Surveillance Blog

State of the Paroxysms

Due to some recent hosting changes, and my desire to keep maintenance of this blog to a bare minimum, I migrated this to a static site. I will be doing more ATIP work, but the hosting situation is not ideal. That said, at least the files are still currently available, and it’s kind of amazing that this is still even up, given how much I’ve ignored it throughout the years.

The profunc site will be going down temporarily as I set up the archive. I’ve never had the bandwidth to fully give that work justice, so if people want to talk to me about getting the domain and running with a project for the victims of that surveillance program, that would be awesome.

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State of the Paroxysms

Update</strong>: I’m not going to be pulling the plug on the blog, but there will be many changes. I will start on trying to make more searchable, and there may be some breakages in the interim to make the site better. I’m still not happy with the site as is, and I think certain aspects can be improved.

Today is a day that I never thought would come. At the end of August, I will be pulling the plug on in its current form and I will be working on making it a searchable documents archive only. While wordpress is good for a blog, it’s not good for document discoverability, and the main draw of paroxysms is the documents.

This means that all the links will break on Vancouver Media Coop. That being said, since the 403 will re-direct to the page containing all the documents, I don’t consider this an absolutely terrible thing. The main reason that I’m doing this is because this site is getting super crusty and I need to do a full remake of the site so that it’s cheaper and more efficient to run.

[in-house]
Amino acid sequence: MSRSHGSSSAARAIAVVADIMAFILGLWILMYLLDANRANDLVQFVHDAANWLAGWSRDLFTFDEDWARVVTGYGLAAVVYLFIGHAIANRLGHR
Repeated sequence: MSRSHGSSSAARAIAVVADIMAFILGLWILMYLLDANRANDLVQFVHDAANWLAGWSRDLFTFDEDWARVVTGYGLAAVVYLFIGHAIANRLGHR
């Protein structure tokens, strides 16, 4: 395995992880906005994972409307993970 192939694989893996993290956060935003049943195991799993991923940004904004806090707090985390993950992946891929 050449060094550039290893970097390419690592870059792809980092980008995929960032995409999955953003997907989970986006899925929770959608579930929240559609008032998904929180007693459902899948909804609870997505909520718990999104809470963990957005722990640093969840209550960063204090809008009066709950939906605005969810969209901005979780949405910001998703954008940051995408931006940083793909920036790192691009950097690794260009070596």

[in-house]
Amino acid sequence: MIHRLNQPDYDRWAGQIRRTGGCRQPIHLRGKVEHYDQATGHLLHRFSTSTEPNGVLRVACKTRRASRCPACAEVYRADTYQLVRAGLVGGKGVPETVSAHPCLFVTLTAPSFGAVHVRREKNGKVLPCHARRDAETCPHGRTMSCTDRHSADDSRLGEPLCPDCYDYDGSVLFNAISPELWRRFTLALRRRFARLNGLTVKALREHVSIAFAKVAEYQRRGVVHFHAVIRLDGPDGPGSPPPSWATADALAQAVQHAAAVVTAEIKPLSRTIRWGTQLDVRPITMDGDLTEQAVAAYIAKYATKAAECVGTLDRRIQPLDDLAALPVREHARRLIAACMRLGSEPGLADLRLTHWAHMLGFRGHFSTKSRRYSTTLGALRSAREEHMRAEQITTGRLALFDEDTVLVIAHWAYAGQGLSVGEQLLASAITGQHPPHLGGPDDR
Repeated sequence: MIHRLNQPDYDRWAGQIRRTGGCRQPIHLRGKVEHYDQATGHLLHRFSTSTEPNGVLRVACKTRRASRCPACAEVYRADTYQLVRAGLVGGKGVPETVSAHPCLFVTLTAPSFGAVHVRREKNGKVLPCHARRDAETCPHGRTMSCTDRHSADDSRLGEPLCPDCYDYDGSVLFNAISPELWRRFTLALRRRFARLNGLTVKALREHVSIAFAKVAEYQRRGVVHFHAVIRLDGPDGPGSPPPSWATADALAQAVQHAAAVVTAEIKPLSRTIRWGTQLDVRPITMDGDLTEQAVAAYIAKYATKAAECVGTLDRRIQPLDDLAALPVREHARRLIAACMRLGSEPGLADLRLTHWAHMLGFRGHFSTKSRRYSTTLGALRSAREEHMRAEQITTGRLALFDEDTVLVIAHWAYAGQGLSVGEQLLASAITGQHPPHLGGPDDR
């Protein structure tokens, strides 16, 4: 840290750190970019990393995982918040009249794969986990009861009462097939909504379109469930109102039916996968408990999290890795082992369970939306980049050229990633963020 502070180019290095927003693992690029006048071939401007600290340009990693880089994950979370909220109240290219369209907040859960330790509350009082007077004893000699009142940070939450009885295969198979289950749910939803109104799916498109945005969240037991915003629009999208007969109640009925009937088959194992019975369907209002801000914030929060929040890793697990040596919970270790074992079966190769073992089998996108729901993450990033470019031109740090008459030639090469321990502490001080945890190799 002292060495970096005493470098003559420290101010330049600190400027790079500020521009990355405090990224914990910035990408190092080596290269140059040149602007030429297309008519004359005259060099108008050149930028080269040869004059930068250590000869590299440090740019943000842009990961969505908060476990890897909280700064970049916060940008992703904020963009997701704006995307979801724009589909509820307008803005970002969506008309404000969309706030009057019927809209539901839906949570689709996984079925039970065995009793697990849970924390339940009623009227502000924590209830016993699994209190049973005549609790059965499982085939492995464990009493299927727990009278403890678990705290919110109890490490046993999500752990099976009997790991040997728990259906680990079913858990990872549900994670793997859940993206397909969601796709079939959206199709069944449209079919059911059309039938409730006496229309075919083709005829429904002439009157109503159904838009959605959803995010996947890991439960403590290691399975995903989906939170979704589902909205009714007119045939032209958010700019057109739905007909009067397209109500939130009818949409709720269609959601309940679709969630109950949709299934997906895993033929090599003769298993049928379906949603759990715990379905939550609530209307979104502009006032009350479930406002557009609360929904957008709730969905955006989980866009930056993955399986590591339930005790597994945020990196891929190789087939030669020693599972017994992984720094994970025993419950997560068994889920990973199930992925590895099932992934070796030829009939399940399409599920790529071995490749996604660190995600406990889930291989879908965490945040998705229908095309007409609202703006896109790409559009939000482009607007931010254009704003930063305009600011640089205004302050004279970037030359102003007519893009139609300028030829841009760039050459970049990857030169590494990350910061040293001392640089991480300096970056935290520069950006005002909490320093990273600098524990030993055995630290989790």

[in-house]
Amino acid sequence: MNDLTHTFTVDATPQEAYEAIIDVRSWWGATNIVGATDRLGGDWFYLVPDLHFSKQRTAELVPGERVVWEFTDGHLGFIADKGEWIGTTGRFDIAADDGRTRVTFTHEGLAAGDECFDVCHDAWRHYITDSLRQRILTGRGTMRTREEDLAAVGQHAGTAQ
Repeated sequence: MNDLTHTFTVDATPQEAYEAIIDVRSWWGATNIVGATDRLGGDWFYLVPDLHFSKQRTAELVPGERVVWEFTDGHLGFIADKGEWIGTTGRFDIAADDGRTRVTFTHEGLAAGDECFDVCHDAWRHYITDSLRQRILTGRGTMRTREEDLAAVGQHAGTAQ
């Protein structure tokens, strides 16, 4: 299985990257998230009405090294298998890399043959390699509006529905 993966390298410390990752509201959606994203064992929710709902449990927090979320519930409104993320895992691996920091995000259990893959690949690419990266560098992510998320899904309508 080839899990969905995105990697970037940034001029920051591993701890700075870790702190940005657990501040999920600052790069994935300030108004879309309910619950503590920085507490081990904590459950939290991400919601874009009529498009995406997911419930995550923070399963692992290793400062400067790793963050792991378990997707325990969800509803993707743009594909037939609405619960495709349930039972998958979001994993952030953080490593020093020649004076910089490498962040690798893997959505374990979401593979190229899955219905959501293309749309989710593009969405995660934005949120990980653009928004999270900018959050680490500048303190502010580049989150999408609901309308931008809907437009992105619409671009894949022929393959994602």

I will also be pulling the plug on I haven’t updated profunc in years, and will redirect to a section on I plan to have these changes done by September at the very latest.

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Astroturf: Countering the claims of Canada's Big Telcos

I despise the big three telcos.  For years, they have subjected consumers in Canada to outrageous prices in order to maximize what they call Average Revenue Per Unit, or ARPU (pronounced Ar-Poo).  Whenever I hear some telco person talk about their ARPU, I think that I want to shove a big fist-full of our poo right in their faces!

The thing is that the Canadian Government has created a telecom tri-opoly in Canada by providing continuous subsidies to the various telephone companies throughout the years, and has failed to stop clearly harmful practices.  For example, the purchase of Microcell Solutions by Rogers Wireless was probably the worst thing to have ever happened to Canadian Wireless, since this ended innovative plans such as CityFido and set things back at least a decade.

There were steps to change this, but the problem is that they failed out of the gate.  The spectrum for new entrants was a failure because of multiple reasons:

  • Infrastructure was too expensive to build - This meant that WIND and Moblicity got a reputation as being a ghetto, cheap carrier that wasn't worth buying because it didn't work outside of major centers
  • Rogers and Telus engaged in predatory business practices by creating Chat-R and Koodo
  • Certain new entrants didn't actually build a network: Shaw bought the spectrum only to re-sell it to Rogers at a later time.  This was clearly some cynical arbitage and Shaw shouldn't have been allowed to do this.

At any rate, due to the fact that Canadians still have the highest cellular phone bills in the world, it’s clear that the government wants to do something about this.  Of course, since this is the Conservative Government, instead of breaking up the telcos, they’re trying to get foreign competition to come in.  Of course, the telcos don’t want this, so they set up this astroturf group, Fair For Canada.

Fair for Canada seems to be targeting Verizon, who wants to enter the Canadian market. Personally, I think that Verizon doesn’t have a hope in hell, since they use CDMA-based tech, and Canada has almost entirely converted to GSM-based tech, and the LTE convergence still hasn’t happened. However, Verizon does have the deep pockets WIND and Moblicity doesn’t have and can actually compete.